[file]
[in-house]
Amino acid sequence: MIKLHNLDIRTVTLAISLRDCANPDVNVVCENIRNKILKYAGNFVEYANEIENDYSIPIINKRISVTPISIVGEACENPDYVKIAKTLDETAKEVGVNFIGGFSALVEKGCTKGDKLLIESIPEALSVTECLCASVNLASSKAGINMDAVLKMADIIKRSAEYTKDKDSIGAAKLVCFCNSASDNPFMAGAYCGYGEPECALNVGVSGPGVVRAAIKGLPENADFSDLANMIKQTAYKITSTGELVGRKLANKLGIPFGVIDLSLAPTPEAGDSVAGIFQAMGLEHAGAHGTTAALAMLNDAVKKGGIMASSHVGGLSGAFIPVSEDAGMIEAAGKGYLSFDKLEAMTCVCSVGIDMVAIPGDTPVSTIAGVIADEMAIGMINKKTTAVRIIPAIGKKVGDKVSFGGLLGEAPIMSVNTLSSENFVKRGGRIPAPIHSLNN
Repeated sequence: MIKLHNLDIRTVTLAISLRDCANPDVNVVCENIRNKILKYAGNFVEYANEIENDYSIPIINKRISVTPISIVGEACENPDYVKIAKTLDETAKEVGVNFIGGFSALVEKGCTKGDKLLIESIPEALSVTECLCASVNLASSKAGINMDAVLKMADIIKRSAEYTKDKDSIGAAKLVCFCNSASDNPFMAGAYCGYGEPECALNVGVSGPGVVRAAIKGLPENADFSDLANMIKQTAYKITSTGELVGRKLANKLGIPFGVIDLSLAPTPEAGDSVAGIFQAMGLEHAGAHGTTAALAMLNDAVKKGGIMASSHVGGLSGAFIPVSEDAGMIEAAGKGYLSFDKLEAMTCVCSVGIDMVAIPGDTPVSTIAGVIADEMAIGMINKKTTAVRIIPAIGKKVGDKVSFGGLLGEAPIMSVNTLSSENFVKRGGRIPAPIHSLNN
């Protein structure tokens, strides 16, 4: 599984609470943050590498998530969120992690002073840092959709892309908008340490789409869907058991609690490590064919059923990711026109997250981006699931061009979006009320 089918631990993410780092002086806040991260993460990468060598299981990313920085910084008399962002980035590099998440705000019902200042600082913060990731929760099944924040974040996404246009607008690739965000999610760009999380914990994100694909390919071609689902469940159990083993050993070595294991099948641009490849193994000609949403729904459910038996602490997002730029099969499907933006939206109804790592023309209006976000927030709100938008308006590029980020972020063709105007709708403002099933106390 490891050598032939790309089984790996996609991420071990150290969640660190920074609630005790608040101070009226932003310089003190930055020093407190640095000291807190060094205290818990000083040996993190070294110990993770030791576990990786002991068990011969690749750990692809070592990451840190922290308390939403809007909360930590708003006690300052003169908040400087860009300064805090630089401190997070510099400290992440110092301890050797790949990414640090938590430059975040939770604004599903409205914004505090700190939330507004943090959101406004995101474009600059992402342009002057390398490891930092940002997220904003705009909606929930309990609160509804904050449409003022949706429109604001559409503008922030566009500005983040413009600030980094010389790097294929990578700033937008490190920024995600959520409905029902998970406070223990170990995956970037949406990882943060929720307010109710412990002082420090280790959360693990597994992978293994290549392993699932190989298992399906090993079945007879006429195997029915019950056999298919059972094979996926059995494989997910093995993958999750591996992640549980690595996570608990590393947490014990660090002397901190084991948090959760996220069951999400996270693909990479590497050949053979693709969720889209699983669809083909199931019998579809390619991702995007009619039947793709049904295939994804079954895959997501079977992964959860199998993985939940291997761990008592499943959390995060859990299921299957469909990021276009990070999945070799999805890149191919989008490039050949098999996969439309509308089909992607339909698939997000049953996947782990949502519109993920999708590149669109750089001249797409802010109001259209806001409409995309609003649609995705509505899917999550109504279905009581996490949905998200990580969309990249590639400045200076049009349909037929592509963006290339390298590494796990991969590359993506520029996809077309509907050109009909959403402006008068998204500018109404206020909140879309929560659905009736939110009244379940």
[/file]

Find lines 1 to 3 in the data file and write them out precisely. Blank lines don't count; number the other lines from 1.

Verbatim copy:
[in-house]
Amino acid sequence: MIKLHNLDIRTVTLAISLRDCANPDVNVVCENIRNKILKYAGNFVEYANEIENDYSIPIINKRISVTPISIVGEACENPDYVKIAKTLDETAKEVGVNFIGGFSALVEKGCTKGDKLLIESIPEALSVTECLCASVNLASSKAGINMDAVLKMADIIKRSAEYTKDKDSIGAAKLVCFCNSASDNPFMAGAYCGYGEPECALNVGVSGPGVVRAAIKGLPENADFSDLANMIKQTAYKITSTGELVGRKLANKLGIPFGVIDLSLAPTPEAGDSVAGIFQAMGLEHAGAHGTTAALAMLNDAVKKGGIMASSHVGGLSGAFIPVSEDAGMIEAAGKGYLSFDKLEAMTCVCSVGIDMVAIPGDTPVSTIAGVIADEMAIGMINKKTTAVRIIPAIGKKVGDKVSFGGLLGEAPIMSVNTLSSENFVKRGGRIPAPIHSLNN
Repeated sequence: MIKLHNLDIRTVTLAISLRDCANPDVNVVCENIRNKILKYAGNFVEYANEIENDYSIPIINKRISVTPISIVGEACENPDYVKIAKTLDETAKEVGVNFIGGFSALVEKGCTKGDKLLIESIPEALSVTECLCASVNLASSKAGINMDAVLKMADIIKRSAEYTKDKDSIGAAKLVCFCNSASDNPFMAGAYCGYGEPECALNVGVSGPGVVRAAIKGLPENADFSDLANMIKQTAYKITSTGELVGRKLANKLGIPFGVIDLSLAPTPEAGDSVAGIFQAMGLEHAGAHGTTAALAMLNDAVKKGGIMASSHVGGLSGAFIPVSEDAGMIEAAGKGYLSFDKLEAMTCVCSVGIDMVAIPGDTPVSTIAGVIADEMAIGMINKKTTAVRIIPAIGKKVGDKVSFGGLLGEAPIMSVNTLSSENFVKRGGRIPAPIHSLNN